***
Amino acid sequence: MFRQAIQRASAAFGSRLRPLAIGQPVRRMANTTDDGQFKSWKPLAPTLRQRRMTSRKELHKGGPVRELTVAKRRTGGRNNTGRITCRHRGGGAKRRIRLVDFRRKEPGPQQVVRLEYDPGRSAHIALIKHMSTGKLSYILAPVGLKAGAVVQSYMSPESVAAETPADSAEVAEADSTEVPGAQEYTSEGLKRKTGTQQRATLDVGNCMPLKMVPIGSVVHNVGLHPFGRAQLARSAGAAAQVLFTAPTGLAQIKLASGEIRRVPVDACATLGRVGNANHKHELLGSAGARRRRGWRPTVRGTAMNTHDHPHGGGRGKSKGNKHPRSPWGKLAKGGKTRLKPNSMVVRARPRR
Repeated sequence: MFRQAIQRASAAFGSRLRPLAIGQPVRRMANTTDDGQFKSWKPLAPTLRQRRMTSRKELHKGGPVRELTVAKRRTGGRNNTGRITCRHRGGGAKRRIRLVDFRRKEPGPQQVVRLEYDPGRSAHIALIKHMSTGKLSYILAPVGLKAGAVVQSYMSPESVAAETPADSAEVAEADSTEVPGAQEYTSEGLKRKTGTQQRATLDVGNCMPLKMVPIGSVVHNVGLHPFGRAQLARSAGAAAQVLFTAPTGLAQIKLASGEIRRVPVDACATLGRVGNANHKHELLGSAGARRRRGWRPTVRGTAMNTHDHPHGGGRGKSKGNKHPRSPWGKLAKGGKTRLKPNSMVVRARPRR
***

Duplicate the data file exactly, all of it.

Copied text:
Amino acid sequence: MFRQAIQRASAAFGSRLRPLAIGQPVRRMANTTDDGQFKSWKPLAPTLRQRRMTSRKELHKGGPVRELTVAKRRTGGRNNTGRITCRHRGGGAKRRIRLVDFRRKEPGPQQVVRLEYDPGRSAHIALIKHMSTGKLSYILAPVGLKAGAVVQSYMSPESVAAETPADSAEVAEADSTEVPGAQEYTSEGLKRKTGTQQRATLDVGNCMPLKMVPIGSVVHNVGLHPFGRAQLARSAGAAAQVLFTAPTGLAQIKLASGEIRRVPVDACATLGRVGNANHKHELLGSAGARRRRGWRPTVRGTAMNTHDHPHGGGRGKSKGNKHPRSPWGKLAKGGKTRLKPNSMVVRARPRR
Repeated sequence: MFRQAIQRASAAFGSRLRPLAIGQPVRRMANTTDDGQFKSWKPLAPTLRQRRMTSRKELHKGGPVRELTVAKRRTGGRNNTGRITCRHRGGGAKRRIRLVDFRRKEPGPQQVVRLEYDPGRSAHIALIKHMSTGKLSYILAPVGLKAGAVVQSYMSPESVAAETPADSAEVAEADSTEVPGAQEYTSEGLKRKTGTQQRATLDVGNCMPLKMVPIGSVVHNVGLHPFGRAQLARSAGAAAQVLFTAPTGLAQIKLASGEIRRVPVDACATLGRVGNANHKHELLGSAGARRRRGWRPTVRGTAMNTHDHPHGGGRGKSKGNKHPRSPWGKLAKGGKTRLKPNSMVVRARPRR